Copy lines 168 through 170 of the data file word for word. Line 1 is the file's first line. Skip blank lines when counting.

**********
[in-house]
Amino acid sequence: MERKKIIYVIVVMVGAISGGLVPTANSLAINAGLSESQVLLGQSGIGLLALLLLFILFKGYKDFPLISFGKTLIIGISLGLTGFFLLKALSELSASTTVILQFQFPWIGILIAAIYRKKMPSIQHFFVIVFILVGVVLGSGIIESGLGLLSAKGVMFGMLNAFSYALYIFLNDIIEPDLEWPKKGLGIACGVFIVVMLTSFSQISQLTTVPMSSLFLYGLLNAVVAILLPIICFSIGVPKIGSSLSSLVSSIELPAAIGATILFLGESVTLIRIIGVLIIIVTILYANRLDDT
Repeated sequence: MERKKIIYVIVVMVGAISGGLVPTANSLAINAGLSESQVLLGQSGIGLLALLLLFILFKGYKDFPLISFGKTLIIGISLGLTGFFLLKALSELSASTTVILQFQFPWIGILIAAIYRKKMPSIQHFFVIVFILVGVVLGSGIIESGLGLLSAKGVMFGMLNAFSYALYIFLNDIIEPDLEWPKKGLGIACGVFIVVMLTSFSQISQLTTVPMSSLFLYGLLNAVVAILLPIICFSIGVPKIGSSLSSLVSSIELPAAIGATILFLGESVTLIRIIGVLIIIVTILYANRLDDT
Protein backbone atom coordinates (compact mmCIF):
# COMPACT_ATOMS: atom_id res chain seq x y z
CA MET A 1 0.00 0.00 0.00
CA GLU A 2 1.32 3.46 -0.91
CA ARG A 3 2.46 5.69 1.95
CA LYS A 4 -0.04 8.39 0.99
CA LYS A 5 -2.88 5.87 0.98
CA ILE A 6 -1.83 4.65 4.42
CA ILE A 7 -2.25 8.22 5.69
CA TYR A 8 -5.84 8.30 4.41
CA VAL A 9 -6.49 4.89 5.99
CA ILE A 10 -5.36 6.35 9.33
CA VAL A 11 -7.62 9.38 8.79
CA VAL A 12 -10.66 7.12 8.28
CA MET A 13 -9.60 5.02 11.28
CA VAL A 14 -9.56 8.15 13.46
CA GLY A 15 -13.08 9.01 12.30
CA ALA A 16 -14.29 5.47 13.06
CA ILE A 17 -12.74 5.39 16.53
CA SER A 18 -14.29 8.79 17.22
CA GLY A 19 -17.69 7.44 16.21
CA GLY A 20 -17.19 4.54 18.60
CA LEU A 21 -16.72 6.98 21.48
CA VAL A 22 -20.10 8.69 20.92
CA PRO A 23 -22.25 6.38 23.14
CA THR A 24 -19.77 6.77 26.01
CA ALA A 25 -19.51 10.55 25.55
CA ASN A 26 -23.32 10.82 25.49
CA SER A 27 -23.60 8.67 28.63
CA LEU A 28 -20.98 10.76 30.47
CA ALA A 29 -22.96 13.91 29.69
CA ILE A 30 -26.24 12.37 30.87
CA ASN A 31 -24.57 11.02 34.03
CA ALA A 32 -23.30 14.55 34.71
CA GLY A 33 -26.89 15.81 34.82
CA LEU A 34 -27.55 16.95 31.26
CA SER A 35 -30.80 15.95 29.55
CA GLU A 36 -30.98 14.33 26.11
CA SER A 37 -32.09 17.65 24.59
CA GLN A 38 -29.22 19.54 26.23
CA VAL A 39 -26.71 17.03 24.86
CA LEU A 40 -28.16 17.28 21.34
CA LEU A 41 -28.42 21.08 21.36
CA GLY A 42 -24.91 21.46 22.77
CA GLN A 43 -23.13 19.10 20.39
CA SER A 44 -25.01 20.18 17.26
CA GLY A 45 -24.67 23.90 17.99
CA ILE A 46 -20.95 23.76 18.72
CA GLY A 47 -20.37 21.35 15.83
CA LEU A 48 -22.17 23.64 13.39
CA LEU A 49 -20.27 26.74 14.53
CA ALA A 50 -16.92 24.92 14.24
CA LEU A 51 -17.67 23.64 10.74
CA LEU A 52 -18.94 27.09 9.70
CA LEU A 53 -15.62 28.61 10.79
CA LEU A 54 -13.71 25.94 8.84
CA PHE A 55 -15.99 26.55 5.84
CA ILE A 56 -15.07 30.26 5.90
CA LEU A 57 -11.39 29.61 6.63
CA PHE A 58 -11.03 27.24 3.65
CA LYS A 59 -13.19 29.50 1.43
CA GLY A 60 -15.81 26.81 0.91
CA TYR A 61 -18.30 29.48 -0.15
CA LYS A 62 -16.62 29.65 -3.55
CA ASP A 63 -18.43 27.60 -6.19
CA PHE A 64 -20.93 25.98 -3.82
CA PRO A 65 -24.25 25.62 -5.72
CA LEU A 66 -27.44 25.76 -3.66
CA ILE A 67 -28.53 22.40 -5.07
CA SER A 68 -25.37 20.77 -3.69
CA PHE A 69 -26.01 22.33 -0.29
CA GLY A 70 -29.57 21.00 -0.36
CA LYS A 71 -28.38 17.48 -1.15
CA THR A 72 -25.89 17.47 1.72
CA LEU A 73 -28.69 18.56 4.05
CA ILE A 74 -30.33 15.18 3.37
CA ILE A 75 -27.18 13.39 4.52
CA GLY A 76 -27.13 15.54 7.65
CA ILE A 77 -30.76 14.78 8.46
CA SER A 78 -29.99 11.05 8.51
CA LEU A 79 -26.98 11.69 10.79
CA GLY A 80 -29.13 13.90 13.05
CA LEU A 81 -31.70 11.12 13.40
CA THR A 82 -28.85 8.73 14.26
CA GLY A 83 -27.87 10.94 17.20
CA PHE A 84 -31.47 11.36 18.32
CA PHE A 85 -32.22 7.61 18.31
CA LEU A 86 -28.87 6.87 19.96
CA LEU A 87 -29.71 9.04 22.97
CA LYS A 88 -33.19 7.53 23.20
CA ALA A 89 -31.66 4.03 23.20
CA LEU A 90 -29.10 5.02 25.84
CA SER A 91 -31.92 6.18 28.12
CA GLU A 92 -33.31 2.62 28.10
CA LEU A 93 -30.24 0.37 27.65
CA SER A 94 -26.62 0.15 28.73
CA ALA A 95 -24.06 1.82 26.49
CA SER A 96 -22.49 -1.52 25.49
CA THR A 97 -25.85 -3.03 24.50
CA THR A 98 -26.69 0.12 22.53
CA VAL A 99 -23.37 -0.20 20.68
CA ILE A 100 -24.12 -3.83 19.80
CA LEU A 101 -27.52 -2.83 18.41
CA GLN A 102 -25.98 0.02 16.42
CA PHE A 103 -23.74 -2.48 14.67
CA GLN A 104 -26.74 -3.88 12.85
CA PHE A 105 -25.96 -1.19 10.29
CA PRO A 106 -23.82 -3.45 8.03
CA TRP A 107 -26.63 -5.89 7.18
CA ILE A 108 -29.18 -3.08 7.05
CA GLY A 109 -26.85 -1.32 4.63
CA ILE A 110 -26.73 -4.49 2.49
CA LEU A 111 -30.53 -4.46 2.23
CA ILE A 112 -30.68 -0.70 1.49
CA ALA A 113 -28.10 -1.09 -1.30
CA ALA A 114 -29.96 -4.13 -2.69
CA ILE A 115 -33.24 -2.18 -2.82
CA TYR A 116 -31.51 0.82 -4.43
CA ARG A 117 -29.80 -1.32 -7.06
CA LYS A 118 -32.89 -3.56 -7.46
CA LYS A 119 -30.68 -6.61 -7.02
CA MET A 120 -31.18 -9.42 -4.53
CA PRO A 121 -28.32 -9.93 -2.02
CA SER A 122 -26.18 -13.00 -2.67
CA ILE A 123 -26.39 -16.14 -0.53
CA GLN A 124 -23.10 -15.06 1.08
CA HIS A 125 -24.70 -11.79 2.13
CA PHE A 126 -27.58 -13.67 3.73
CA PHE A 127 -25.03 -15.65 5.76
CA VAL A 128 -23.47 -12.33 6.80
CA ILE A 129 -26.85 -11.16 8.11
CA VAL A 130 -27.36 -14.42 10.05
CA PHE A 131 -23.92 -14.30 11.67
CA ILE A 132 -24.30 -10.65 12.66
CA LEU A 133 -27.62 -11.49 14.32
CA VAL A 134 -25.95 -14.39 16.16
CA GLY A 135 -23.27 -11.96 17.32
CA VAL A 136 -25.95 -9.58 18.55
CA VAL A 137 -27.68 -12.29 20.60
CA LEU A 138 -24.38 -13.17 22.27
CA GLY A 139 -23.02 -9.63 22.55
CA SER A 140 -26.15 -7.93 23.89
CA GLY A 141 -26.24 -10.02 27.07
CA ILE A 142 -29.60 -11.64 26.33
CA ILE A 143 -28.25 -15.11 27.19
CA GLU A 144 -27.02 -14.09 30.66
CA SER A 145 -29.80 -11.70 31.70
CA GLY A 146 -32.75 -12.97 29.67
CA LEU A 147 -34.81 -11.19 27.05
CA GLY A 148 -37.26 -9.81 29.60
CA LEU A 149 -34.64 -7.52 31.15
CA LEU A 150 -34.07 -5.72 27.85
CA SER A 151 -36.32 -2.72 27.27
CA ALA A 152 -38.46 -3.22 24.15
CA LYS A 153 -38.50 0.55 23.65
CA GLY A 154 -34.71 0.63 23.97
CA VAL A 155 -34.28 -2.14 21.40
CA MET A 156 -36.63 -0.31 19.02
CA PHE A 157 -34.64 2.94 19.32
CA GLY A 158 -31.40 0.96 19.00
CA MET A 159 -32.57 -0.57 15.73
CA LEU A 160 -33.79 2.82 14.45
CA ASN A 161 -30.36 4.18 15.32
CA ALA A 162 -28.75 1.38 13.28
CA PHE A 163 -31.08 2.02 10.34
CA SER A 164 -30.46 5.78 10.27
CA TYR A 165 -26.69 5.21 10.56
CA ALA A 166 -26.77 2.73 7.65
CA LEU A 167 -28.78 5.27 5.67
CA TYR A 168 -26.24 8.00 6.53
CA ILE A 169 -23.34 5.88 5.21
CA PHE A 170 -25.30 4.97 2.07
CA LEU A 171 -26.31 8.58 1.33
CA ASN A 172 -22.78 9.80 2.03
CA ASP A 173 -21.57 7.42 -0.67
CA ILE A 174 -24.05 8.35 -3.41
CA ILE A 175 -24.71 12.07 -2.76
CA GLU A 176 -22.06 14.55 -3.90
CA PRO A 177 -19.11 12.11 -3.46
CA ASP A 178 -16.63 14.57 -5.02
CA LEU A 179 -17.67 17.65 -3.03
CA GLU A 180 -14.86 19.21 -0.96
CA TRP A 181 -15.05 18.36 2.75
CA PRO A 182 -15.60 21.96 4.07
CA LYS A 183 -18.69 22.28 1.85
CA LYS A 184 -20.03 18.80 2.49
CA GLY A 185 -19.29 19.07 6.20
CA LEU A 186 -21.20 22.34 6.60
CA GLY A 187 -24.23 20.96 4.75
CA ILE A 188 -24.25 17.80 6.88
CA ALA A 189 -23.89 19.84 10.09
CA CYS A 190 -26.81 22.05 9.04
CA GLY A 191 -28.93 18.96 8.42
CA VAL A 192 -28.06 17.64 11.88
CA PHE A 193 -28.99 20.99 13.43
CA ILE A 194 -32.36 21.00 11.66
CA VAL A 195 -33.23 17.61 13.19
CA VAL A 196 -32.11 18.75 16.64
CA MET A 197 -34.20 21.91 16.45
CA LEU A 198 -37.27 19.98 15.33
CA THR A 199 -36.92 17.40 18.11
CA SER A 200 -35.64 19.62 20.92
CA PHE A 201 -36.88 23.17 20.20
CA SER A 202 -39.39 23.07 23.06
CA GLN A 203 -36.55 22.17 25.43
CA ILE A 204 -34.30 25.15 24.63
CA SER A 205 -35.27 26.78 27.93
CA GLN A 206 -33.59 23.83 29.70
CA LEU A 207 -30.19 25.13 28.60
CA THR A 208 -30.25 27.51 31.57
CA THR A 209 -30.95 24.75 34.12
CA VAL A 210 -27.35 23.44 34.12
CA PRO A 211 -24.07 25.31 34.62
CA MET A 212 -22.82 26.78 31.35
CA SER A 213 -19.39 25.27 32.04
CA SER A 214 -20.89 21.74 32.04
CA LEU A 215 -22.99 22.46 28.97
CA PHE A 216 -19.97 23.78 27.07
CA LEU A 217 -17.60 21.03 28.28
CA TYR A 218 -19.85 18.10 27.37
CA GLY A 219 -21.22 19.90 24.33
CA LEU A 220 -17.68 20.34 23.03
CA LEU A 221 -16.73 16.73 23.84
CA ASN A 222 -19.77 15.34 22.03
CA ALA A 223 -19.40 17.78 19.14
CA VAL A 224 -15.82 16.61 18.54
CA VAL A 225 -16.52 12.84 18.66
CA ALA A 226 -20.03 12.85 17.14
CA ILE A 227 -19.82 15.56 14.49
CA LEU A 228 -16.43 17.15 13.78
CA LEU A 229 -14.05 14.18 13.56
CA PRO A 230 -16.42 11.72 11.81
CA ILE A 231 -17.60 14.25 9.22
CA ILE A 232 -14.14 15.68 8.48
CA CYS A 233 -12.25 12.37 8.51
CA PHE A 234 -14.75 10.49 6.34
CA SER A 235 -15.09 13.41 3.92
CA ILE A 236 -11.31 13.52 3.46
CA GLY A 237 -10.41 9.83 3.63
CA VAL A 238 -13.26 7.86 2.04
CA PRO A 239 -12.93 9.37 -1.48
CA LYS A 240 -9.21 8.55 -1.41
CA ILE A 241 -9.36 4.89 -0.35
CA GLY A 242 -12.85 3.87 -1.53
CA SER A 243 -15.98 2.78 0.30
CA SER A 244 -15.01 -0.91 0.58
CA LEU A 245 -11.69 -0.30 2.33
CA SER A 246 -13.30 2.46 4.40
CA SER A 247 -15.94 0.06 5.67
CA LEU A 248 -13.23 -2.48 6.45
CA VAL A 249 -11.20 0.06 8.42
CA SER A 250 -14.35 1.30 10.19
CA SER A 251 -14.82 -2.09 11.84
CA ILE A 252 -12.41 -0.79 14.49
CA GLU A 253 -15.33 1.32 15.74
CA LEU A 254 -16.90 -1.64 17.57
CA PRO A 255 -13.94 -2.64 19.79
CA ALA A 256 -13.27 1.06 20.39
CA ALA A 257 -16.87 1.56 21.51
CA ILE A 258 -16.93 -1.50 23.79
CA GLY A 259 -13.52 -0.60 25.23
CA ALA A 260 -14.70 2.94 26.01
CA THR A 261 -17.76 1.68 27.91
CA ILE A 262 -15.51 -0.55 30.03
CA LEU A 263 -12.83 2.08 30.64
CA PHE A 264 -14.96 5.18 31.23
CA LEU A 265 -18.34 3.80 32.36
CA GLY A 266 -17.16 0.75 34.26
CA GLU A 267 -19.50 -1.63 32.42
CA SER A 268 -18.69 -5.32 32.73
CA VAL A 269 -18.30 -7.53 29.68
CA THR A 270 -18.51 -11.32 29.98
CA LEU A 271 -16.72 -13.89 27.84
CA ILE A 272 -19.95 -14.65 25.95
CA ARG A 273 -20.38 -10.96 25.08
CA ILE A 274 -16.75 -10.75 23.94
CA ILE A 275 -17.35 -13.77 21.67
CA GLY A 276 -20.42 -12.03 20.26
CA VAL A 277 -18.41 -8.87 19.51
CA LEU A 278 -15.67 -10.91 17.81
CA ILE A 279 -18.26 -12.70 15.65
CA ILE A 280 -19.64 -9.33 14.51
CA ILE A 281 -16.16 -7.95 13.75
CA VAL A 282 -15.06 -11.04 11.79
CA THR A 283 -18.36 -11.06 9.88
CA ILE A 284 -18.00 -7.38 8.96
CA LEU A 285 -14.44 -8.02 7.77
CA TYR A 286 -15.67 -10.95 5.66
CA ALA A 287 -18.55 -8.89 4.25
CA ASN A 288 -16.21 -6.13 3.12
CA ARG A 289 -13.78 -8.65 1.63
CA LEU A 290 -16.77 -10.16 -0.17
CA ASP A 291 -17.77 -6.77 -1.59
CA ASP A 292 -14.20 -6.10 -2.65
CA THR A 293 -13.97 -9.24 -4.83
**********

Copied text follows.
CA PHE A 163 -31.08 2.02 10.34
CA SER A 164 -30.46 5.78 10.27
CA TYR A 165 -26.69 5.21 10.56